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Posted by on in Mashable

Before MTV's teen horror drama Scream bid farewell to its first season the show paid tribute to legendary director Wes Craven, whose movie inspired the series.

Craven, 76, died this week after a battle with brain cancer.

This is the tribute that aired. Video via E!

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$16.95
End Date: Tuesday Sep-8-2015 21:32:18 PDT
Buy It Now for only: $16.95
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Posted by on in Tech Deals
$150.00
End Date: Friday Sep-4-2015 21:13:16 PDT
Buy It Now for only: $150.00
Buy It Now | Add to watch list
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If you plan to purchase an iPhone 6s later this month, now's the time to help fund that upgrade by making plans to trade in your existing iPhone before its value plummets. And for the next 7 days, Gazelle is offering up to $450 cash for old iPhones alongside a guarantee to beat any competitive offer from Apple or its big four US wireless partners.

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Gazelle, the industry's leading electronics buyback service, helps consumers quickly turn their old iPhones & iPads into cash without the hassle of managing an eBay auction or braving the craigslist handoff on a seedy corner of town (instructions below).

Best Price Guarantee on iPhone 5s, 6, & 6 plus

Between now and September 9th only, the company is running a Best Price Guarantee that not only offers up to $450 cash for old iPhones, but a promise to beat any competitive trade-in offer from Apple or its four big iPhone wireless carriers (AT&T, Verizon, T-Mobile or Sprint), even though those companies offer trade-in values in the form of credit while Gazelle pays cash.

Why Now is the Time to Lock In a Payout Offer

The week leading up to this year's iPhone 6s introduction is also key to reaping the most cash for your old phone. Last year, for example, iPhone 5s trade-in payouts fell roughly 15% in the two weeks surrounding the announcement of the iPhone 6 and then dipped an additional 15% in the 3 weeks following the actual launch (see chart above). This historical pricing trend is expected to play out similarly this year.

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Posted by on in InformationWeek
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While a mobile workforce may help make government more agile, efficient, and productive, the mobile devices federal employees carry represent another headache for agency security managers. Mobile applications, to cite one major area of concern, can introduce vulnerabilities that can put sensitive data and network resources at risk. For example, when an employee shares a photograph via a mobile application, the app may be granted access to the employee's contact list -- which could hold personally identifiable information that should remain private and secure.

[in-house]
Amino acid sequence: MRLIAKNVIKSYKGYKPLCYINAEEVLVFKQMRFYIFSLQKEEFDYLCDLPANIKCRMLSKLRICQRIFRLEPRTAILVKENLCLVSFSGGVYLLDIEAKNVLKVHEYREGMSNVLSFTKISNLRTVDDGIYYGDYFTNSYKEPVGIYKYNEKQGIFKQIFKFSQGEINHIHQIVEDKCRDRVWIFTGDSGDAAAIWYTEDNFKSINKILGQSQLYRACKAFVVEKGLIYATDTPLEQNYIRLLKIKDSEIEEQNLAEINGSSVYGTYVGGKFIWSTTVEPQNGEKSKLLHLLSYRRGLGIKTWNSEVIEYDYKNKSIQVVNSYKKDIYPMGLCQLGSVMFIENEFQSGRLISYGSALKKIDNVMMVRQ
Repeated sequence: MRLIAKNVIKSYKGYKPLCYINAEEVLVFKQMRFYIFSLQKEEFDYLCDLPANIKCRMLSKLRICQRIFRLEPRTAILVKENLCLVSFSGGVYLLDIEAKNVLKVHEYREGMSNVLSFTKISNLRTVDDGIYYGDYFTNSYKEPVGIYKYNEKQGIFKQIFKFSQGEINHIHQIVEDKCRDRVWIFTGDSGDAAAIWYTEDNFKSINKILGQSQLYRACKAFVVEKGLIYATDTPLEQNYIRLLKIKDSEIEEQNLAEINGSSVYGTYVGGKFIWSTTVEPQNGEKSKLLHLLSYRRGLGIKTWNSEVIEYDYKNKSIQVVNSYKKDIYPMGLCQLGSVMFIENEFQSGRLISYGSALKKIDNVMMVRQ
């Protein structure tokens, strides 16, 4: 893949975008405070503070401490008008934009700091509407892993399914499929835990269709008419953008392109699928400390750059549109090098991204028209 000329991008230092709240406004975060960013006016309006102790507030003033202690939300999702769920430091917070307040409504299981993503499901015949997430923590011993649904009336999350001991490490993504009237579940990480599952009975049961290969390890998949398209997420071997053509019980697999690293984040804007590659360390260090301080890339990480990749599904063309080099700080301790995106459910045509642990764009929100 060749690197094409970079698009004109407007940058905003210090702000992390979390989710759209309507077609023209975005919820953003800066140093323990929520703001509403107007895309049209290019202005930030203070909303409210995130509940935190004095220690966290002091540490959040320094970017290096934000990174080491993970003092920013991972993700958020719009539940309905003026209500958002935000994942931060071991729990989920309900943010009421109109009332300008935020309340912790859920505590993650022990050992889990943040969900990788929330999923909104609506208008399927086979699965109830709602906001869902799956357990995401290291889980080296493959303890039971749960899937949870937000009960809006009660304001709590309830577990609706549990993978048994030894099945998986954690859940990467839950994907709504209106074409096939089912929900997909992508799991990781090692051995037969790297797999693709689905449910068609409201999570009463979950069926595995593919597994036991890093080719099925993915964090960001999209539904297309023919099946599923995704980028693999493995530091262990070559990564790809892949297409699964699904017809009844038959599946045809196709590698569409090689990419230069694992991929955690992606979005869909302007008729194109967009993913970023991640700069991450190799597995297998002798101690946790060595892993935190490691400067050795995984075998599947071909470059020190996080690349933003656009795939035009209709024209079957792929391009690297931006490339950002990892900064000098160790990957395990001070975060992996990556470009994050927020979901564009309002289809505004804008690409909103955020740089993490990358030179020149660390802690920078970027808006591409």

Laurianne McLaughlin currently serves as InformationWeek.com's Editor-in-Chief, overseeing daily online editorial operations. Prior to joining InformationWeek in May, 2011, she was managing editor at CIO.com. Her writing and editing work has won multiple ASBPE (American ... View Full Bio
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Remember: if you do something rad, but you don’t share a video of it instantly on at least three social media channels, it probably didn’t happen. Thankfully, the world’s leading purveyor of radness-capturing cameras has just made the whole process a lot easier.

In an update to the GoPro smartphone app, and the GoPro camera firmware, the company has added the option to create 5-, 15-, or 30-second video clips to highlight your best moment, and then share that instantly to start harvesting those retweets.

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Verizon will introduce a virtualized firewall service across its global network later this month, part of its move into software-defined networking.

The aim is to help businesses such as manufacturers or retailers, who may be running networks in far-flung places, to have better security when connecting their applications to the corporate network, said Shawn Hakl, head of network platforms and managed services for Verizon Enterprise Solutions.

The type of organizations Verizon is aiming to attract are those running a Layer 3 private network who may want a better and more reliable connection for people using mobile apps.

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Yahoo's Headquarters In Sunnyvale, California

Yahoo has unveiled a new feature for its email app that allows users to include their most recent tweet as part of their outgoing signature. To enable it, go to Settings -> Accounts -> Primary Yahoo and select "Include your latest Tweet from Twitter". Users can also manually delete any included tweet if it's not appropriate. Or, more likely, accidentally include it on a Reply All to the entire company.